Author(s): Pyott SM, Tran TT, Leistritz DF, Pepin MG, Mendelsohn NJ,
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Abstract Osteogenesis imperfecta (OI) is a heritable disorder that ranges in severity from death in the perinatal period to an increased lifetime risk of fracture. Mutations in COL1A1 and COL1A2, which encode the chains of type I procollagen, result in dominant forms of OI, and mutations in several other genes result in recessive forms of OI. Here, we describe four recessive-OI-affected families in which we identified causative mutations in wingless-type MMTV integration site family 1 (WNT1). In family 1, we identified a homozygous missense mutation by exome sequencing. In family 2, we identified a homozygous nonsense mutation predicted to produce truncated WNT1. In family 3, we found a nonsense mutation and a single-nucleotide duplication on different alleles, and in family 4, we found a homozygous 14 bp deletion. The mutations in families 3 and 4 are predicted to result in nonsense-mediated mRNA decay and the absence of WNT1. WNT1 is a secreted signaling protein that binds the frizzled receptor (FZD) and the coreceptor low-density lipoprotein-receptor-related protein 5 (LRP5). Biallelic loss-of-function mutations in LRP5 result in recessive osteoporosis-pseudoglioma syndrome with low bone mass, whereas heterozygous gain-of-function mutations result in van Buchem disease with elevated bone density. Biallelic loss-of-function mutations in WNT1 result in a recessive clinical picture that includes bone fragility with a moderately severe and progressive presentation that is not easily distinguished from dominant OI type III. Copyright © 2013 The American Society of Human Genetics. Published by Elsevier Inc. All rights reserved.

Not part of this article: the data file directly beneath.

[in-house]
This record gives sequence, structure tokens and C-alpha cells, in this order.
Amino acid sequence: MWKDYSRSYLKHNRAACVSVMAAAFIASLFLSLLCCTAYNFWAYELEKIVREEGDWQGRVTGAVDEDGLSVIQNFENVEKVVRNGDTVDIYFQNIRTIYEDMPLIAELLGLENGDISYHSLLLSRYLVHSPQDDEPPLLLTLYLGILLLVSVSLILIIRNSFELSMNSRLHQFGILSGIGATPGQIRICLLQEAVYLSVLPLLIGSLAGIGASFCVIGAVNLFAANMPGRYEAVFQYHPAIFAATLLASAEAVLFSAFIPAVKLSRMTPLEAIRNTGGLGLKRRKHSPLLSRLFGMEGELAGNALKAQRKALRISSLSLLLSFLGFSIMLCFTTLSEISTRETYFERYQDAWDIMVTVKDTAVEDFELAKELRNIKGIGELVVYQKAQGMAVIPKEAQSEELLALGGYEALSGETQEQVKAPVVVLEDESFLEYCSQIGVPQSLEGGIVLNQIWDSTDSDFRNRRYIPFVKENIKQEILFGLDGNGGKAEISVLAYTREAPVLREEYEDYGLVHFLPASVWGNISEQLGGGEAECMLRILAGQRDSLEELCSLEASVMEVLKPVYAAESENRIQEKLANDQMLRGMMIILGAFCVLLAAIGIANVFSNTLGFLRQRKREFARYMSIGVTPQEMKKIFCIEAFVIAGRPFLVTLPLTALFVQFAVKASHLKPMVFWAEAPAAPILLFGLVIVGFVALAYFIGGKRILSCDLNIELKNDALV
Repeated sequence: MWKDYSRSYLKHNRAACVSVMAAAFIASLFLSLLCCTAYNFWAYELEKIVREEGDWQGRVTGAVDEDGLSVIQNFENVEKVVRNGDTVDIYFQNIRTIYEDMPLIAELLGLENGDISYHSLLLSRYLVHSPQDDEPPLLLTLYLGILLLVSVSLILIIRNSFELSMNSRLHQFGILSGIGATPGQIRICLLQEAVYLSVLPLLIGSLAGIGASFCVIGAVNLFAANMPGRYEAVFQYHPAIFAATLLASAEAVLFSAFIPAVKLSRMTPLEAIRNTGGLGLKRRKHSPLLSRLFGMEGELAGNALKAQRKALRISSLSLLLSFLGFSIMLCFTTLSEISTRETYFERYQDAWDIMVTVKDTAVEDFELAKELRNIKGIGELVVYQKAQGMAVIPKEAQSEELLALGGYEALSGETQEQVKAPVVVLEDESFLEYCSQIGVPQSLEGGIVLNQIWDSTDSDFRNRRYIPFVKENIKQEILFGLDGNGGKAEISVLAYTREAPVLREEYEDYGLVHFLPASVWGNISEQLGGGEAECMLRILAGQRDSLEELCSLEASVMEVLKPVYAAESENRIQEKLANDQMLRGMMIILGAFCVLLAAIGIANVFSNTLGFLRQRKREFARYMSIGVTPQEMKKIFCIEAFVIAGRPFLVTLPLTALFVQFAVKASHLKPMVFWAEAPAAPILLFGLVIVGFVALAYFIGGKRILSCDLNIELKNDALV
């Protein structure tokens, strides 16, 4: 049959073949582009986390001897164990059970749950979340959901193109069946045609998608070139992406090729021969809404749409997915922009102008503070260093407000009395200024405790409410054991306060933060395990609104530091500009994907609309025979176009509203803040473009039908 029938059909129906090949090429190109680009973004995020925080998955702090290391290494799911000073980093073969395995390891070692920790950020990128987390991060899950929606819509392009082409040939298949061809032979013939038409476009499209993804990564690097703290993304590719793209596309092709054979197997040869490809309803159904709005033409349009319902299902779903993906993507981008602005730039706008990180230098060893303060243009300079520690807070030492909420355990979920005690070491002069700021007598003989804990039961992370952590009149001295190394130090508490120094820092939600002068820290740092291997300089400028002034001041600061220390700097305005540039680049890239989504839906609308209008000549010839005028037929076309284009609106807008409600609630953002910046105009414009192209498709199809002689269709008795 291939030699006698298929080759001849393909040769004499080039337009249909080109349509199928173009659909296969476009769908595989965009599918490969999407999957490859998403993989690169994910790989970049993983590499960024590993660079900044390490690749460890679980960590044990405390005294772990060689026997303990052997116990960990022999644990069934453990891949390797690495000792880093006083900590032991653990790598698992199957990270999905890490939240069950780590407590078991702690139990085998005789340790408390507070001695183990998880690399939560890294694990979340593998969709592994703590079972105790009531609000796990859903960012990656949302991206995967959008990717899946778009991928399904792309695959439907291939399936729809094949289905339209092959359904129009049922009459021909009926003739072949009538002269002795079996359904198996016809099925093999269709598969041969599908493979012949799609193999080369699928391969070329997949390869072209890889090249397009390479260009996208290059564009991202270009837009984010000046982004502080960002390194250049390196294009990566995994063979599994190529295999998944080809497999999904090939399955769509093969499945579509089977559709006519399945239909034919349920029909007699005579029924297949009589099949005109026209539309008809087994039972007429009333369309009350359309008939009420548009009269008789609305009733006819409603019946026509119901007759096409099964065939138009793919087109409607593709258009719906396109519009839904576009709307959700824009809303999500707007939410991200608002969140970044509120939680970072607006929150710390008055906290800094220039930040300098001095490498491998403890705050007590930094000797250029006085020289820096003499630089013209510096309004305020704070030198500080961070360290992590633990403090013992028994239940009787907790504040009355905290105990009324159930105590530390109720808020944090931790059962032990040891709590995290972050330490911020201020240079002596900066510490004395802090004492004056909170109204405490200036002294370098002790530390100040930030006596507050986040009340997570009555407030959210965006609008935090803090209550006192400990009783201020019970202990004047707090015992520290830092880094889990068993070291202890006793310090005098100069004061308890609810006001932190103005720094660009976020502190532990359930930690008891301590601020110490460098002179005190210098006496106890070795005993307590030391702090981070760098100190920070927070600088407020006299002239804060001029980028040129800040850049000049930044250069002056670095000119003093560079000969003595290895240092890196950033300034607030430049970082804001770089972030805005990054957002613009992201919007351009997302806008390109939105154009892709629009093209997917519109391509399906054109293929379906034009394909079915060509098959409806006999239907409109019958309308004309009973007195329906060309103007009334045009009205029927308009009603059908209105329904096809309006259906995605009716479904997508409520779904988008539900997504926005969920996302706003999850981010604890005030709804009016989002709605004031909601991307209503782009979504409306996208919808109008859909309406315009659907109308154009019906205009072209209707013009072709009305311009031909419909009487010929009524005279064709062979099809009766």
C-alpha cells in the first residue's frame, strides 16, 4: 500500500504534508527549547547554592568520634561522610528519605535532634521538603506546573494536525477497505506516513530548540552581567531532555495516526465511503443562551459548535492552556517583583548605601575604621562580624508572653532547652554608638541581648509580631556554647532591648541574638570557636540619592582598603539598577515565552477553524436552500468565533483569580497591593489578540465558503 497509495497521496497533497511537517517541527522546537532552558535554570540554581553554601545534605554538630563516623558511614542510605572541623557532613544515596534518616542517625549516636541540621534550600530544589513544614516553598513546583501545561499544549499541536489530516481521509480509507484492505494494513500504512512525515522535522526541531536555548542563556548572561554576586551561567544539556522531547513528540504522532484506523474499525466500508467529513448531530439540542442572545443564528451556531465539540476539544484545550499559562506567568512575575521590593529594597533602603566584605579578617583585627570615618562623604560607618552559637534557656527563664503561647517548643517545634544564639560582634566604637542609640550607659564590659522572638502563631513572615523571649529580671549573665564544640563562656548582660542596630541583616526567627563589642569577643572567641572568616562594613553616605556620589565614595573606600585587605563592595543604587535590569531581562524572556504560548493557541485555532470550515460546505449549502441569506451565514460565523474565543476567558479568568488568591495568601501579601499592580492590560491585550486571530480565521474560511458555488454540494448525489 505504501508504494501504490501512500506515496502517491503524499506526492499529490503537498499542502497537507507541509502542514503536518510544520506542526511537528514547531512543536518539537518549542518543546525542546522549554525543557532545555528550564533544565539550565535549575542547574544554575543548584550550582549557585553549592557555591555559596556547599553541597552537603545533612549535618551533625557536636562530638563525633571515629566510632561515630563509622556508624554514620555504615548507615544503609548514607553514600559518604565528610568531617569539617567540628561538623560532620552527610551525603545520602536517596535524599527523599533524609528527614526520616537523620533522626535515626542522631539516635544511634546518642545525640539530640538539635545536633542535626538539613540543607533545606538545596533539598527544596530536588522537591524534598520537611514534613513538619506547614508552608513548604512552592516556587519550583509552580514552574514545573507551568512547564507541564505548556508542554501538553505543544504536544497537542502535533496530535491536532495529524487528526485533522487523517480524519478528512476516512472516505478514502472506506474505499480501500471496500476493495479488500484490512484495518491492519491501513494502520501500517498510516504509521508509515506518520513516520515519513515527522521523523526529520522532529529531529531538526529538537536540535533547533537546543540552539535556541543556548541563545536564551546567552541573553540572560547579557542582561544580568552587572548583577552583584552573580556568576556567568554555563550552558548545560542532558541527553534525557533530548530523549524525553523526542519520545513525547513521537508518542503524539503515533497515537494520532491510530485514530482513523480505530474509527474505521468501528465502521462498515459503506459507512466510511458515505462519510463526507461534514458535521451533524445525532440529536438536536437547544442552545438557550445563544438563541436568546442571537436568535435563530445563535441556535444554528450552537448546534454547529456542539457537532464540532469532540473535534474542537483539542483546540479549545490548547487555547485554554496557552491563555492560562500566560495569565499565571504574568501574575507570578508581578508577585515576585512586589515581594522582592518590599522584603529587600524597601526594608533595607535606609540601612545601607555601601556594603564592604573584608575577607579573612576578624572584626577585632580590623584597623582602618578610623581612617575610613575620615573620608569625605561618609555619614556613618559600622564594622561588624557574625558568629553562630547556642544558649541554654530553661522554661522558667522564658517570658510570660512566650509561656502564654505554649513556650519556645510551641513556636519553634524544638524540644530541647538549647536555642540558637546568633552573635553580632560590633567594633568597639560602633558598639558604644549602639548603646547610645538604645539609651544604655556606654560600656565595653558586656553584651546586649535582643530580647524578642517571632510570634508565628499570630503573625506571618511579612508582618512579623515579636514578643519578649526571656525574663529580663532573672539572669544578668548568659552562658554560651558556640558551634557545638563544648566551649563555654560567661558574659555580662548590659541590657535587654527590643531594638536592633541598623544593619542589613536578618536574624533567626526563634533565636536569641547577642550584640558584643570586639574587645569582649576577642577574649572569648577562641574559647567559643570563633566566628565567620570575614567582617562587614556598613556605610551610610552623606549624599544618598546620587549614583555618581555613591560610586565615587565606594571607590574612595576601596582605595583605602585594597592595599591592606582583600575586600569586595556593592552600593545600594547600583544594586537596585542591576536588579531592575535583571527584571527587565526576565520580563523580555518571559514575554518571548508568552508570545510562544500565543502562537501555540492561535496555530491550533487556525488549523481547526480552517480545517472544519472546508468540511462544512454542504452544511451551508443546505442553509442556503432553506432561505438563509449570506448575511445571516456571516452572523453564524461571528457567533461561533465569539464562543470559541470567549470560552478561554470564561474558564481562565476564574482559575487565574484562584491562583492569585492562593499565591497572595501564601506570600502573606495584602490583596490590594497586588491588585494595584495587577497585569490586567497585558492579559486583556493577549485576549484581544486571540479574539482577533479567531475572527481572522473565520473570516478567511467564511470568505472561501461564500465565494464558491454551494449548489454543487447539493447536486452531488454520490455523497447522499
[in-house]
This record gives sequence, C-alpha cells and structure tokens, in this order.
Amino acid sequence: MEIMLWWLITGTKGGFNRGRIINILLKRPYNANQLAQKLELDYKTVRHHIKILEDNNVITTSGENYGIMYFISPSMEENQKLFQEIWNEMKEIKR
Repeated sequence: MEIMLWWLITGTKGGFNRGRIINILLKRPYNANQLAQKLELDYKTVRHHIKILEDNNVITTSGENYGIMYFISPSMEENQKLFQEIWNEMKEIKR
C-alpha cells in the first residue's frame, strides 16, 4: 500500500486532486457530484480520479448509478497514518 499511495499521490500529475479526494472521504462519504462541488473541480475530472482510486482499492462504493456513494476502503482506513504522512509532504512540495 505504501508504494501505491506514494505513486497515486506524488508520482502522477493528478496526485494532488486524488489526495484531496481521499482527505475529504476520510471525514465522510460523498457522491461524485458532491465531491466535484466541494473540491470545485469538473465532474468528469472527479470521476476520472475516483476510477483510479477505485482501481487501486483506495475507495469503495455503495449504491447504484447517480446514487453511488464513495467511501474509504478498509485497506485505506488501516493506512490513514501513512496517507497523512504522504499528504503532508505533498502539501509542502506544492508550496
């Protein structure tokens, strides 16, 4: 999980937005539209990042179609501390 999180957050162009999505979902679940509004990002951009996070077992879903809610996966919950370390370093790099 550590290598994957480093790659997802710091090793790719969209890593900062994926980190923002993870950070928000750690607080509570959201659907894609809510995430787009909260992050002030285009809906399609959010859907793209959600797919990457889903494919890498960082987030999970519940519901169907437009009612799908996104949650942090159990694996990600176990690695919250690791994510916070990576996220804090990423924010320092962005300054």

This article was published in Am J Hum Genet
and referenced in Journal of Bioanalysis & Biomedicine